Hey, do you guys watch Extra Credits? If not, you should. Each week the team there shares insightful, animated essays on topics related to video game design, culture, and business. They’re often pretty amusing, too. A few weeks ago they did a series on the difference between Western and Japanese RPGs that reminded me of a theory from the field of media psychology that aims to explain why we gravitate towards certain genres of entertainment.
In part 1 of the Extra Credits series the authors argue that the whole way we look at genres and sub-genres is inherantly flawed:
Most of the time when we talk about what makes a game belong to a certain genre we only talk about surface elements. The visible mechanics or dynamics of a game. This game is an RPG because it has a leveling system. That game is a first-person shooter because it has guns and a first-person camera. That other game is survival horror because there are zombies in it. But what we really outght to be looking for are the underlying reasons why we play a genre.
…Genres in all things are actually defined by what the audience desires to get out of interacting with them. We go to a romance for different reasons than we go to a comedy or a drama. We can identify a romance by the emotions it tries to invoke in us, not by its editing styles. And the same is true of games.
Let me ask you: Why is it we thnk of Mass Effect as an RPG even though its combat is built around third person shooting? Why are we so confident around labeling Call of Duty a first person shooter even though it has a leveling system? It’s because we’re assigning those labels not because of their surface mechanics or camera perspectives or techniques. But because of the fundamental human desires, emotions, and interests those genres deliver on; the underlying reasons we play which are radically different in these two cases.
…There are various different ways that games can engage us, which some designers refer to as “core play aesthetics.” Narrative, challenge, fellowship, discovery. And that’s just to name a few.
What James1, Daniel, and Alison are explaining here is called “needs and gratification theory” even though they don’t label it as such. It’s actually been kicking around the media psychology circles for decades, starting back in the 1940s when social scientists were interested in why men in fedoras chose to listen to radios dramas or read the newspaper over other activities.2 Though the methodology and theory building improved, the core concept of needs and gratification theory has largely stayed consistent: We are attracted to media based on how well we expect it to satisfy internal needs.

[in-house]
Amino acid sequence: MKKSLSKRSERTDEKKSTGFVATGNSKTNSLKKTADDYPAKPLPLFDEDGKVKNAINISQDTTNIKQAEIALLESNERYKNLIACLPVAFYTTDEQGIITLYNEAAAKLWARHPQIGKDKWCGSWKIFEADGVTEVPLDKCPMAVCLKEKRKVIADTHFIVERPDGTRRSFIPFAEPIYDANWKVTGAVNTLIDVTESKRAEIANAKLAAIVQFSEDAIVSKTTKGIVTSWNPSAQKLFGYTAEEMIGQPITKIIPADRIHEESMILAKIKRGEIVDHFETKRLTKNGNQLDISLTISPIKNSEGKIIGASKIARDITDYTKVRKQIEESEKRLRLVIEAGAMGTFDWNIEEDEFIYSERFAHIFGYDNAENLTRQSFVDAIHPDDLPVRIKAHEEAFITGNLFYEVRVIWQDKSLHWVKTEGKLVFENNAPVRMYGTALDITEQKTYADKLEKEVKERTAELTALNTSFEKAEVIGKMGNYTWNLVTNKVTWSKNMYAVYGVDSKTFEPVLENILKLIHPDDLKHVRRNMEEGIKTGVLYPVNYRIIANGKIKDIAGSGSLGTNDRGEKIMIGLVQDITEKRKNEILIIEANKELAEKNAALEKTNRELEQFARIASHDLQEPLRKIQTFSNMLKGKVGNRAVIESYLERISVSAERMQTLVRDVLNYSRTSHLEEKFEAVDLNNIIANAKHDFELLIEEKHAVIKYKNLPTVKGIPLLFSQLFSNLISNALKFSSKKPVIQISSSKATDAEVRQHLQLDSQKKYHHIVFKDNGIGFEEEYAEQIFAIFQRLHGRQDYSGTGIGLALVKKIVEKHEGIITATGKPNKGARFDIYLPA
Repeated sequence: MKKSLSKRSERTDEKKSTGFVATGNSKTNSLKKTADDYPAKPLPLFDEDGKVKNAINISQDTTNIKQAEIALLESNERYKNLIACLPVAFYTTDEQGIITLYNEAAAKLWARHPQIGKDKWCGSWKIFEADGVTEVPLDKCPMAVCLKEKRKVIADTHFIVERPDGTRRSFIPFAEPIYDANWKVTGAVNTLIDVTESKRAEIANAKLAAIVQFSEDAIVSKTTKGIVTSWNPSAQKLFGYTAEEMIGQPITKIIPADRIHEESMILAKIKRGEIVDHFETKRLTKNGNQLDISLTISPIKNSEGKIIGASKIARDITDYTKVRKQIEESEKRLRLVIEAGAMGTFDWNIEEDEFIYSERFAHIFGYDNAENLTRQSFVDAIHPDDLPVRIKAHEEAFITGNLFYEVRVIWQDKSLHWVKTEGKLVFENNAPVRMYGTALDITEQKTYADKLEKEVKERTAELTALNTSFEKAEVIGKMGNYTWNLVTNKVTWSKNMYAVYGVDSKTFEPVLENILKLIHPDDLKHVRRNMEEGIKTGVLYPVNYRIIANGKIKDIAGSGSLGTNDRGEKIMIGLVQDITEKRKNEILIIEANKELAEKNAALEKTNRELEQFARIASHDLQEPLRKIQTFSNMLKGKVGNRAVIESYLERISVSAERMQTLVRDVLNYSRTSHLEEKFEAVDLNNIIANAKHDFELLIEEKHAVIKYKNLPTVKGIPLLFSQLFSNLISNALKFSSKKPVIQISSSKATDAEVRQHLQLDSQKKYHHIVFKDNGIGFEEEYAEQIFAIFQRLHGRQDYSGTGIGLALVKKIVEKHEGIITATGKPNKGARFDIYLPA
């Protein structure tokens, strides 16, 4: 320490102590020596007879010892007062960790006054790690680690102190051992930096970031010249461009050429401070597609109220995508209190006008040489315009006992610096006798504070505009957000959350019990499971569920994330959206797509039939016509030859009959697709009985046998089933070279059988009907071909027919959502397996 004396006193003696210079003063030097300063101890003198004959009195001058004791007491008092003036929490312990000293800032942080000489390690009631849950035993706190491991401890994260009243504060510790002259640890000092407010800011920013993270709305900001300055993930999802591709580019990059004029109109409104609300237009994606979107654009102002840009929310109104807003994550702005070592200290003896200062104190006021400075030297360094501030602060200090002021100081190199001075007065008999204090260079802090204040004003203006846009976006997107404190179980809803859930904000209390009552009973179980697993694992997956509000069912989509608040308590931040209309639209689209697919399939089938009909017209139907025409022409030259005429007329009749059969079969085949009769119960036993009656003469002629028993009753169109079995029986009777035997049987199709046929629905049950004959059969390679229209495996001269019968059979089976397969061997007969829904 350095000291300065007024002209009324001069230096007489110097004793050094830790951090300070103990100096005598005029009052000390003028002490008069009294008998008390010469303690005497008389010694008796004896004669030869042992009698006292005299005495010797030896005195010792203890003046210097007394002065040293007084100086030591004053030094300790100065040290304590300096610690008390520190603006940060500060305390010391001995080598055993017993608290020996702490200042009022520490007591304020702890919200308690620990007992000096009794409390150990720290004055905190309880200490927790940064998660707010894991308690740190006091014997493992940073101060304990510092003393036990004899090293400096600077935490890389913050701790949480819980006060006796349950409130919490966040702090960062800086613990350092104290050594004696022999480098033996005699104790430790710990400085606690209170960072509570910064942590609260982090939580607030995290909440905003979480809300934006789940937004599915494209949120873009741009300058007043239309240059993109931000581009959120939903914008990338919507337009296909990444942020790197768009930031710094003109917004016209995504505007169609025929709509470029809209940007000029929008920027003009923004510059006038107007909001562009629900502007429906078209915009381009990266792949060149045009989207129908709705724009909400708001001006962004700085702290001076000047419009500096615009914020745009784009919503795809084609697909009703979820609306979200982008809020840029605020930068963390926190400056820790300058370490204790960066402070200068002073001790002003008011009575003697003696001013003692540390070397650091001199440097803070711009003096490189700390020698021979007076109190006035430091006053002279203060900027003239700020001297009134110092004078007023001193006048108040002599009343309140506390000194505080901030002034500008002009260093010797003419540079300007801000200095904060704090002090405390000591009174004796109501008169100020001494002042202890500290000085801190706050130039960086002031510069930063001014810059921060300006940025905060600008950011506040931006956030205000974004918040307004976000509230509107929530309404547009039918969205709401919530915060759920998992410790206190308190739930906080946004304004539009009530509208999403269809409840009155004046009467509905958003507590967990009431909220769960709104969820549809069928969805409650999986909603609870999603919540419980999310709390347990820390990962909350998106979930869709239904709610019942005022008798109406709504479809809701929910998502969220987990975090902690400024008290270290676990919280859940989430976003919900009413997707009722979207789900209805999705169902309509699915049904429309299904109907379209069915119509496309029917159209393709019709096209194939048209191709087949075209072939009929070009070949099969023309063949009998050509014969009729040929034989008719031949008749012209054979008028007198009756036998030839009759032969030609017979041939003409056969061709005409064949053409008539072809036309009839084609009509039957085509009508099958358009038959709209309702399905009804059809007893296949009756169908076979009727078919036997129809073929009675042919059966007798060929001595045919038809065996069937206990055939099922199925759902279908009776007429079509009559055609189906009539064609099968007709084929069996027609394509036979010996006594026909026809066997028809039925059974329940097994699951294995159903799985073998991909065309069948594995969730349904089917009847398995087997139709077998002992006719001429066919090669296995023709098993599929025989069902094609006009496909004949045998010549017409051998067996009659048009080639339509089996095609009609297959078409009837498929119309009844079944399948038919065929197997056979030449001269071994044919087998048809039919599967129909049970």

In the case of television, consider Sally, who has a high need for intellectual stimulation and validation of her intelligence. Sally might prefer quiz shows like Jeopardy! because of how it meshes with these internal needs. Her friend Dick, on the other hand, is high in emotional intelligence and thus likes to ponder and understand interpersonal relationships. He would be more drawn to character driven dramas like Breaking Bad or even relationship driven reality television like Survivor.
The important point here to understand is that each person isn’t drawn to a show because the program guide labels it “Game Show” or “Drama.” Those are just convenient genre labels that Sally and Dick might use in the absence of other information. The point is that shows in each of those genres tend to satisfy different needs and we’re pretty good at noticing this kind of thing.
Due to the interactive nature of video games I think the needs and usage theory makes even more sense, though it hasn’t been empirically tested much. We are attracted to games because of the internal needs they help us fulfill. The Extra Credits examples of narrative, challenge, fellowship, and discovery make a pretty good list, though I would suggest additions like expression (for games that let you build, customize, and share), competition (for those games that facilitate comparing yourselves against others), and brain teasing (for puzzle games and word games).
For every one of those needs, you can probably think of a game that does an exceptional job of fulfilling it through its “core play aesthetics” to use the Extra Credits terminology. The main point of Skyrim, for example, is exploration. The main point of Minecraft is expression. The main point of SSX is challenge. Each of these games has a core play aesthetic that meets one basic psychological need that varies in intensity from person to person.
What’s interesting about this perspective is that it suggests that our current genre conventions are lackluster at best and flat our wrong at worst. Typical genre names like action, role-playing, adventure, and puzzle are widely used because games we’ve put in those genres tend to possess similar core play aesthetics —tend to but don’t always. Do you think if when you walked in to a big box retailer or browsed for games on Amazon you would have a better experience if the shelves and menus used words like Challenge and Narrative and Fellowship instead of “Action” and “Strategy” and “Role-Playing?” Do you think you’d be better able to find a game that you’d end up loving?
Needs and gratification theory suggests that you would.
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